A professional Railway Budget4 min read . Updated: 15 Mar 2012, 12:04 PM IST
A professional Railway Budget
Theory of constraints applied is how one could summarize the railway budget presented in Parliament by Dinesh Trivedi. It is, perhaps, the most professional and politically well-crafted railway budget speech in Parliament as far as memory can go.
Railway minister Trivedi carefully avoided the slippery path of stating the percentage hike in fares or reading new lines and trains in detail. This is the part of the railway budget that invites the most criticism from the opposition benches. Importantly, it was politically suited to his mentor when he kept referring to the Centre for restraining funds to the railways and asked for the indulgence of members for seeking innovative measures to fund various projects.
The theory of constraints states that each constraint that can lead to higher throughput in a flowing supply chain must be alleviated, sequentially starting with the most severe one to derive greater flow (read originating traffic for Indian Railways) and thus greater revenue out of the network. Drawing from the theory, the minister states that he would focus on those 19,000km of the 64,000km that generate 80% of originating traffic. These are the lines where a minor constraint alleviation can lead to significant gain in passenger and freight revenue. This is a welcome departure from the policies of any of the previous railway ministers including Trivedi’s mentor—West Bengal chief minister Mamata Banerjee of the Trinamool Congress party, who, as the previous railway minister, mostly focused on socially desirable lines—a euphemism for money-losing ones. In addition to this, Trivedi has focused on throughput by stressing on the quality of rails that can carry higher axle load—25 tonnes. Remember the last so-called Lalu miracle was funded by increased freight revenue which was achieved by raising the axle load of wagons from 18 tonnes to 23 tonnes. But that was the most they could have gone without bringing significant quality improvements in the rails themselves. The minister has truly bitten the bullet now by going for the next level of improvement.
The repeated stress on the last mile of connectivity that can ensure seamless door-to-door connectivity for its customers is another noteworthy feature. This has been a major turn off for potential bulk customers. Truly adhering to the theory of constraints, Trivedi then moves to alleviate the next constraint to higher throughput—managing track sections as well as the signalling and telecom infrastructure. An all time high, long-term investment of ₹ 39,110 crore has been promised for the same. Outside India, such automation has increased throughput by 25%, a direct revenue gain. Similarly, ₹ 4,410 crore has been allocated to coaching, another source of enhanced carrying capacity. The minister seems to have worked on every constraint. A planned investment of ₹ 5.6 trillion could not have been funded without a significant hike in passenger and freight tariff, and that was done in two steps—one before the budget and the other one in the course of the budget, but rather discreetly.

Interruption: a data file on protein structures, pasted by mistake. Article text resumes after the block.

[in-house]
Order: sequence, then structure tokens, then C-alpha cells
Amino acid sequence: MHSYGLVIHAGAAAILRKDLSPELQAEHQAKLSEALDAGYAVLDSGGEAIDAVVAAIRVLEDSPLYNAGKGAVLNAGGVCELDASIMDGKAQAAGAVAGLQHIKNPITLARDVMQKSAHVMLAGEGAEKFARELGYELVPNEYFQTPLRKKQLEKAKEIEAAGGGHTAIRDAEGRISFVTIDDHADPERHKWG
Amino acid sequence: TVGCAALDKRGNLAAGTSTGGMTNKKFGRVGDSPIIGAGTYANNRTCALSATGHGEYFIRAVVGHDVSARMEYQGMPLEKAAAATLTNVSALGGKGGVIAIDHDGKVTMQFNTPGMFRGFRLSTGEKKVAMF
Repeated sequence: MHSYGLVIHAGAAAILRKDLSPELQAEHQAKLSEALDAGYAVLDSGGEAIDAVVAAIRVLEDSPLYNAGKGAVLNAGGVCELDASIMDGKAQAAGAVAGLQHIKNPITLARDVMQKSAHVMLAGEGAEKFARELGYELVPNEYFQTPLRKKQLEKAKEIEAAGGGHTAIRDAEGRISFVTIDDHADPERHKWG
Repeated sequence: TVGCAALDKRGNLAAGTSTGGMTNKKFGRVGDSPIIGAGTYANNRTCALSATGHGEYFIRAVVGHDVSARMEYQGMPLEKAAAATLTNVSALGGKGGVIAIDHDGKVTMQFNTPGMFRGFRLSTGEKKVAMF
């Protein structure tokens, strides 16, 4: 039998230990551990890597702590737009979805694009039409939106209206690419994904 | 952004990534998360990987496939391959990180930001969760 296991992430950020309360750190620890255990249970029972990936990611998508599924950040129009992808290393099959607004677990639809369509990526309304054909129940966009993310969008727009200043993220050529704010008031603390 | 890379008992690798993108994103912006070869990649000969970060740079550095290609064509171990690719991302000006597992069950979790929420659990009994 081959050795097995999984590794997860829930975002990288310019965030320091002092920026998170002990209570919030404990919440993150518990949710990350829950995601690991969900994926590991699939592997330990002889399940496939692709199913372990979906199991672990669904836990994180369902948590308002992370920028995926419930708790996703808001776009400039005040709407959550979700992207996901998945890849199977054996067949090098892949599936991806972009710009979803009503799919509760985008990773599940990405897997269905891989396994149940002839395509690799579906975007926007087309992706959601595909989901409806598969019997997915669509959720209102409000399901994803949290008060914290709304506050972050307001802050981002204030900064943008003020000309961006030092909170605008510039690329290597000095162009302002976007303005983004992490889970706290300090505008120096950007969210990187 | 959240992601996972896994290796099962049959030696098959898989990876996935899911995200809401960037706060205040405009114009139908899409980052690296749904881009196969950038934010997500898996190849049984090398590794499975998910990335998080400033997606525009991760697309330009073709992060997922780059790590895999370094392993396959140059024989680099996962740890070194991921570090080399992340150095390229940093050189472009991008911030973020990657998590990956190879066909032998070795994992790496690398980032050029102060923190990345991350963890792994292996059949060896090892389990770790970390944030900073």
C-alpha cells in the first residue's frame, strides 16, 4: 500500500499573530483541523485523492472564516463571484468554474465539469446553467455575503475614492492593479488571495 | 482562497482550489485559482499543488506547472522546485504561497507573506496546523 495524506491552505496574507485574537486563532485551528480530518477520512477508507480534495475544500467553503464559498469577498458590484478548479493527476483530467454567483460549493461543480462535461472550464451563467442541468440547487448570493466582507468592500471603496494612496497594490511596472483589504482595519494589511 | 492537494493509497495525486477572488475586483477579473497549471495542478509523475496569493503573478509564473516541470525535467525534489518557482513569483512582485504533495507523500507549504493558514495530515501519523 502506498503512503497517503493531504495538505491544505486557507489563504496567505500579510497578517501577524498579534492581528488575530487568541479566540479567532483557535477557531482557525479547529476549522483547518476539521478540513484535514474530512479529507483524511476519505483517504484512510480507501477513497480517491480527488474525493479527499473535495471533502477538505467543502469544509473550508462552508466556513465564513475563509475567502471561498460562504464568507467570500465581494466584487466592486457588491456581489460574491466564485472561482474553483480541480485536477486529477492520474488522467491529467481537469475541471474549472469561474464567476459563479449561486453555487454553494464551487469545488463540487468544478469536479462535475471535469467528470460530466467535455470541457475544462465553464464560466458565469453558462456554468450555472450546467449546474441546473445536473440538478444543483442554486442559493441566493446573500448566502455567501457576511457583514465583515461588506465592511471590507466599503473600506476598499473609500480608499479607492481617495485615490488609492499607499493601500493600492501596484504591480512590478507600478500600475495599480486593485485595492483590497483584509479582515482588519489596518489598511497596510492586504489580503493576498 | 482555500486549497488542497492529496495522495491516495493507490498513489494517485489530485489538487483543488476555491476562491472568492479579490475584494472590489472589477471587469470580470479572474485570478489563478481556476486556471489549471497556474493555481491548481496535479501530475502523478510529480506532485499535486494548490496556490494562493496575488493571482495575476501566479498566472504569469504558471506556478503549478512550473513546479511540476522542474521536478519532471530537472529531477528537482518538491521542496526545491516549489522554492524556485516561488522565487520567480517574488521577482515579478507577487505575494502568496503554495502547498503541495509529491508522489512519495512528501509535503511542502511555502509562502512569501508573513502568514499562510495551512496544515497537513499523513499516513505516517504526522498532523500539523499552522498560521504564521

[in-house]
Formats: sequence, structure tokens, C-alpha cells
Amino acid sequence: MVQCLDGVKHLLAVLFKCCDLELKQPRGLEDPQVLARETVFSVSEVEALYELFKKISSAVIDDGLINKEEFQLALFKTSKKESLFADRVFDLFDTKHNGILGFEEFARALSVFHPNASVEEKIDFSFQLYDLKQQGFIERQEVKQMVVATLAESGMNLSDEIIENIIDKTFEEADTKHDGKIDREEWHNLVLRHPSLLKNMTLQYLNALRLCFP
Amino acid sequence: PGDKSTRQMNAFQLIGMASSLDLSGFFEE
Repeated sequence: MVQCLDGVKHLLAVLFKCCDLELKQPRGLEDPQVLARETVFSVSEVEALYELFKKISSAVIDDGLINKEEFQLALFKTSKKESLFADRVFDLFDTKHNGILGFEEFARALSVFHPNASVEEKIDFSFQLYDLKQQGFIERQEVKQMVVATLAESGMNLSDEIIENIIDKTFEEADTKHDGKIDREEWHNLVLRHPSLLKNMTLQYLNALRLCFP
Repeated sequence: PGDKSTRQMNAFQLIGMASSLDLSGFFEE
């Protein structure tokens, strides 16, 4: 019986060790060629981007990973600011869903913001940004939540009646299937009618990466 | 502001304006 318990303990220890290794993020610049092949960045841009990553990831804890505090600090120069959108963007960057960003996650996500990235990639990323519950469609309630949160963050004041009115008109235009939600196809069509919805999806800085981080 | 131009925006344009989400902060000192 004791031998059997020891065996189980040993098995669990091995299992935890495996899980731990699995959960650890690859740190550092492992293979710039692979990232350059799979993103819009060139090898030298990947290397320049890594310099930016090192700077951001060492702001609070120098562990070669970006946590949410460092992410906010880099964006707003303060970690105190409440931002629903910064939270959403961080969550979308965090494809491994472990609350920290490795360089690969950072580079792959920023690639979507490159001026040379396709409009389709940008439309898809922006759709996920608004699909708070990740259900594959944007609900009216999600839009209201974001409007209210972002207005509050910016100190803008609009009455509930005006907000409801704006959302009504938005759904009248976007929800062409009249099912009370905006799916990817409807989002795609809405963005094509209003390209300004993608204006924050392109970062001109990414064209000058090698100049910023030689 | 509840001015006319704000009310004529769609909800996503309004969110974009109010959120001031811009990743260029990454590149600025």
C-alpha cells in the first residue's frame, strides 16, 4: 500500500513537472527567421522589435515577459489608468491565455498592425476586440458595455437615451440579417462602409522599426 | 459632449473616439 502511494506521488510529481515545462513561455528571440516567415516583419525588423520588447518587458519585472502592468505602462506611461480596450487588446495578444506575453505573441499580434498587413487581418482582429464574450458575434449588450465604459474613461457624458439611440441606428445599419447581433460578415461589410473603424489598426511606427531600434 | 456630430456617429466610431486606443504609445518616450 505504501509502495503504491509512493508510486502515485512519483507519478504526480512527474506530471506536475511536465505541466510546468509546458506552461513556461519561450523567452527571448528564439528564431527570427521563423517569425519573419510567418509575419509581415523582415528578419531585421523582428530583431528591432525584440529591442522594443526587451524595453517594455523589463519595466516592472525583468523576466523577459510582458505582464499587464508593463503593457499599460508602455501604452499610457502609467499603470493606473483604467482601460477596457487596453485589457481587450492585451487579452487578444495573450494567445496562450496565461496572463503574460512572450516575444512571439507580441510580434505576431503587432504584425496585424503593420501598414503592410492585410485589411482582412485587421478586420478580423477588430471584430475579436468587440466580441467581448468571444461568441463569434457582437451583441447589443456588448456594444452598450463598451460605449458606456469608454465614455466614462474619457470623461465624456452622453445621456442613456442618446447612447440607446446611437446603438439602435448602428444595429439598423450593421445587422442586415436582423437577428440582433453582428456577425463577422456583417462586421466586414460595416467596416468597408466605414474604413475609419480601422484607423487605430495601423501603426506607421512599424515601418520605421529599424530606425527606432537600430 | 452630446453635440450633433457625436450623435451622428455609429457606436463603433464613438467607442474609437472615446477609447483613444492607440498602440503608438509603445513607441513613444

The minister pointed to another factor that would contribute to passenger revenue growth—running more trains and higher occupancy. Again decoding what the minister suggests, the utilization of rolling stock would be optimized to enhance capacity and the enhanced capacity would be utilized by focusing on occupancy. To that extent, he stressed on the alternate train accommodation system that will not lose out on the waitlisted passengers and use them to increase the occupancy of other trains. The minister’s target to enhance passenger revenue from around ₹ 28,000 crore in the current fiscal to around ₹ 36,000 crore in the next fiscal should leave no one in doubt that most of it will come through enhanced fares though and not from occupancy. Back-of-the-envelope calculations show that of the planned increase of almost 25% in passenger revenue, about 17% would come from the hike in fares and only the remaining from higher occupancy. The rounding off of fares to next higher ₹ 5 is a not so nice method of collecting petty cash from the public. The message should not be lost.
Similarly, for freight fares the target for the year 2012-13 is ₹ 89,339 crore, a growth of 30.2% over the current revised target. Again, back of the envelope calculations suggest approximately 20% would come from the tariff hike effected before the budget, and the rest from the last mile connectivity the railway minister stressed so often in Parliament. The minister could have done better by enhancing the annual freight target, for which he has set a guarded number of 1,025 million tonnes, which is a mere 5.7% more than the target for the current fiscal. This displays a lack of faith in the marketing ability of Indian Railways. The appointment of a Railway Board member for public-private partnerships and marketing is a clear admission that the railways lacks consumer focus and resource mobilization. However, it’s the minister’s intent of bringing the operating ratio under control and smashing all previous records that takes the cake. By the end of the next Five-Year Plan, the minister plans to take the operating ratio below the previous low of 74.7%—it currently stands at 95%. May God bless him and his successor with near-zero wage hikes by pay commissions. Let’s not forget—the party that former railway minister Lalu Yadav started was disrupted by the Sixth Pay Commission, which wiped off any regenerative capacity of the railways. This is what you call ambition!
Jai Mrug is a Mumbai-based operations researcher.
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